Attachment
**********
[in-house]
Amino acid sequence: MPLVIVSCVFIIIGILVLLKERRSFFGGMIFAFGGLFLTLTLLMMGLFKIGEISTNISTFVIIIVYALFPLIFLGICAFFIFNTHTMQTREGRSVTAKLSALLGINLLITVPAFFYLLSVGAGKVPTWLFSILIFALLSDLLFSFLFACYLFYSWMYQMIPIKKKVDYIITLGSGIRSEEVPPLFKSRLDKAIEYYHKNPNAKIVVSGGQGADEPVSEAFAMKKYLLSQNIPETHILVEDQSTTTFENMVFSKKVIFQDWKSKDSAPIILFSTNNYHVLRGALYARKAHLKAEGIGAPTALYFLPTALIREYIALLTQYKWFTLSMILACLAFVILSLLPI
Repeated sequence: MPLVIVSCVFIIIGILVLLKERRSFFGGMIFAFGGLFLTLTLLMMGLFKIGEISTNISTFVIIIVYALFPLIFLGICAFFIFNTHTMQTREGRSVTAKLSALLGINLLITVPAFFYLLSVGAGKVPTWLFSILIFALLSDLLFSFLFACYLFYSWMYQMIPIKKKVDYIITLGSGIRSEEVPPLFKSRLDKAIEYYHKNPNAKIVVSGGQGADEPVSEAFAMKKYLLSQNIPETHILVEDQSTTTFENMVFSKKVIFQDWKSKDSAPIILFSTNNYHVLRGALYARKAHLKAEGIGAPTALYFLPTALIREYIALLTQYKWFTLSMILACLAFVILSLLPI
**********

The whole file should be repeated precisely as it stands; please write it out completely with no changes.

[in-house]
Amino acid sequence: MPLVIVSCVFIIIGILVLLKERRSFFGGMIFAFGGLFLTLTLLMMGLFKIGEISTNISTFVIIIVYALFPLIFLGICAFFIFNTHTMQTREGRSVTAKLSALLGINLLITVPAFFYLLSVGAGKVPTWLFSILIFALLSDLLFSFLFACYLFYSWMYQMIPIKKKVDYIITLGSGIRSEEVPPLFKSRLDKAIEYYHKNPNAKIVVSGGQGADEPVSEAFAMKKYLLSQNIPETHILVEDQSTTTFENMVFSKKVIFQDWKSKDSAPIILFSTNNYHVLRGALYARKAHLKAEGIGAPTALYFLPTALIREYIALLTQYKWFTLSMILACLAFVILSLLPI
Repeated sequence: MPLVIVSCVFIIIGILVLLKERRSFFGGMIFAFGGLFLTLTLLMMGLFKIGEISTNISTFVIIIVYALFPLIFLGICAFFIFNTHTMQTREGRSVTAKLSALLGINLLITVPAFFYLLSVGAGKVPTWLFSILIFALLSDLLFSFLFACYLFYSWMYQMIPIKKKVDYIITLGSGIRSEEVPPLFKSRLDKAIEYYHKNPNAKIVVSGGQGADEPVSEAFAMKKYLLSQNIPETHILVEDQSTTTFENMVFSKKVIFQDWKSKDSAPIILFSTNNYHVLRGALYARKAHLKAEGIGAPTALYFLPTALIREYIALLTQYKWFTLSMILACLAFVILSLLPI